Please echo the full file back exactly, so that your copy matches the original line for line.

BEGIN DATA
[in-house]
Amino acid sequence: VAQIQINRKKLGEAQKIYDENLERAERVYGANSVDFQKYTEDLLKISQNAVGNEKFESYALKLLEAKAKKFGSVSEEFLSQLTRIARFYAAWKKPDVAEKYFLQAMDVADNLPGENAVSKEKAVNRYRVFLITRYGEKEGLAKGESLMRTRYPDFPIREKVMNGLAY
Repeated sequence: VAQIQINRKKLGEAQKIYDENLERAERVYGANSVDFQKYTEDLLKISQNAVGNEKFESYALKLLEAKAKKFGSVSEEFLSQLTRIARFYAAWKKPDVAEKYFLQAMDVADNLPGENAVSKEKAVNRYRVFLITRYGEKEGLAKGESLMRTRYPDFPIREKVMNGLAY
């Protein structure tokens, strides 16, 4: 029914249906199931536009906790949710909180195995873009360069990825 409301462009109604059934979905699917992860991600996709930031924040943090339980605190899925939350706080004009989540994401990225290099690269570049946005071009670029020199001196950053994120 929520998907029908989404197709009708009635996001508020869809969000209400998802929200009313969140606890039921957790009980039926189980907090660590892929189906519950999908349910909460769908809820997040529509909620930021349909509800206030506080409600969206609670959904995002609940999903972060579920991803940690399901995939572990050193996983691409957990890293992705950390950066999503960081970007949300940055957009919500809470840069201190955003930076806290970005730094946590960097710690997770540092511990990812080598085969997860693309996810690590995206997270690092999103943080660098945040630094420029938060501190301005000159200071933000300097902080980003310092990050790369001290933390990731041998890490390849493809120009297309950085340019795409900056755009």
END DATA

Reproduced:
[in-house]
Amino acid sequence: VAQIQINRKKLGEAQKIYDENLERAERVYGANSVDFQKYTEDLLKISQNAVGNEKFESYALKLLEAKAKKFGSVSEEFLSQLTRIARFYAAWKKPDVAEKYFLQAMDVADNLPGENAVSKEKAVNRYRVFLITRYGEKEGLAKGESLMRTRYPDFPIREKVMNGLAY
Repeated sequence: VAQIQINRKKLGEAQKIYDENLERAERVYGANSVDFQKYTEDLLKISQNAVGNEKFESYALKLLEAKAKKFGSVSEEFLSQLTRIARFYAAWKKPDVAEKYFLQAMDVADNLPGENAVSKEKAVNRYRVFLITRYGEKEGLAKGESLMRTRYPDFPIREKVMNGLAY
């Protein structure tokens, strides 16, 4: 029914249906199931536009906790949710909180195995873009360069990825 409301462009109604059934979905699917992860991600996709930031924040943090339980605190899925939350706080004009989540994401990225290099690269570049946005071009670029020199001196950053994120 929520998907029908989404197709009708009635996001508020869809969000209400998802929200009313969140606890039921957790009980039926189980907090660590892929189906519950999908349910909460769908809820997040529509909620930021349909509800206030506080409600969206609670959904995002609940999903972060579920991803940690399901995939572990050193996983691409957990890293992705950390950066999503960081970007949300940055957009919500809470840069201190955003930076806290970005730094946590960097710690997770540092511990990812080598085969997860693309996810690590995206997270690092999103943080660098945040630094420029938060501190301005000159200071933000300097902080980003310092990050790369001290933390990731041998890490390849493809120009297309950085340019795409900056755009």